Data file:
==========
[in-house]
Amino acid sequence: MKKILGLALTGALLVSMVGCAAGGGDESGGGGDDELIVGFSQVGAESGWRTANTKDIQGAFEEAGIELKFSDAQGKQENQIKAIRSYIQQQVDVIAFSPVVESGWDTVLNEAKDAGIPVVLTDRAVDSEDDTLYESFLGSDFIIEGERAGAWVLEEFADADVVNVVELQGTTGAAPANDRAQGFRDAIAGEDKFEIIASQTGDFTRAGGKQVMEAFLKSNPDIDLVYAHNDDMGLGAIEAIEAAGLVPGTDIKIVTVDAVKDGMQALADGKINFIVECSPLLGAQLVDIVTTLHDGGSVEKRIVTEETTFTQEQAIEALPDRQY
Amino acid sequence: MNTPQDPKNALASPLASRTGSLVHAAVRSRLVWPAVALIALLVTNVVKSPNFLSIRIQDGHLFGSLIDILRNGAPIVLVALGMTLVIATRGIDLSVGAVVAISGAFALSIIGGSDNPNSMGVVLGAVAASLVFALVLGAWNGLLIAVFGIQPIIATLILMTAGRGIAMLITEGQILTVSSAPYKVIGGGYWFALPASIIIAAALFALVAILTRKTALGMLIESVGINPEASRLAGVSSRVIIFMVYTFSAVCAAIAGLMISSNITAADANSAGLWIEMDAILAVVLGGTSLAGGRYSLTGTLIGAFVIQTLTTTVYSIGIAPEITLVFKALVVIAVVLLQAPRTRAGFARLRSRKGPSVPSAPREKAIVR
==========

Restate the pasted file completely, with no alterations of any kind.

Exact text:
[in-house]
Amino acid sequence: MKKILGLALTGALLVSMVGCAAGGGDESGGGGDDELIVGFSQVGAESGWRTANTKDIQGAFEEAGIELKFSDAQGKQENQIKAIRSYIQQQVDVIAFSPVVESGWDTVLNEAKDAGIPVVLTDRAVDSEDDTLYESFLGSDFIIEGERAGAWVLEEFADADVVNVVELQGTTGAAPANDRAQGFRDAIAGEDKFEIIASQTGDFTRAGGKQVMEAFLKSNPDIDLVYAHNDDMGLGAIEAIEAAGLVPGTDIKIVTVDAVKDGMQALADGKINFIVECSPLLGAQLVDIVTTLHDGGSVEKRIVTEETTFTQEQAIEALPDRQY
Amino acid sequence: MNTPQDPKNALASPLASRTGSLVHAAVRSRLVWPAVALIALLVTNVVKSPNFLSIRIQDGHLFGSLIDILRNGAPIVLVALGMTLVIATRGIDLSVGAVVAISGAFALSIIGGSDNPNSMGVVLGAVAASLVFALVLGAWNGLLIAVFGIQPIIATLILMTAGRGIAMLITEGQILTVSSAPYKVIGGGYWFALPASIIIAAALFALVAILTRKTALGMLIESVGINPEASRLAGVSSRVIIFMVYTFSAVCAAIAGLMISSNITAADANSAGLWIEMDAILAVVLGGTSLAGGRYSLTGTLIGAFVIQTLTTTVYSIGIAPEITLVFKALVVIAVVLLQAPRTRAGFARLRSRKGPSVPSAPREKAIVR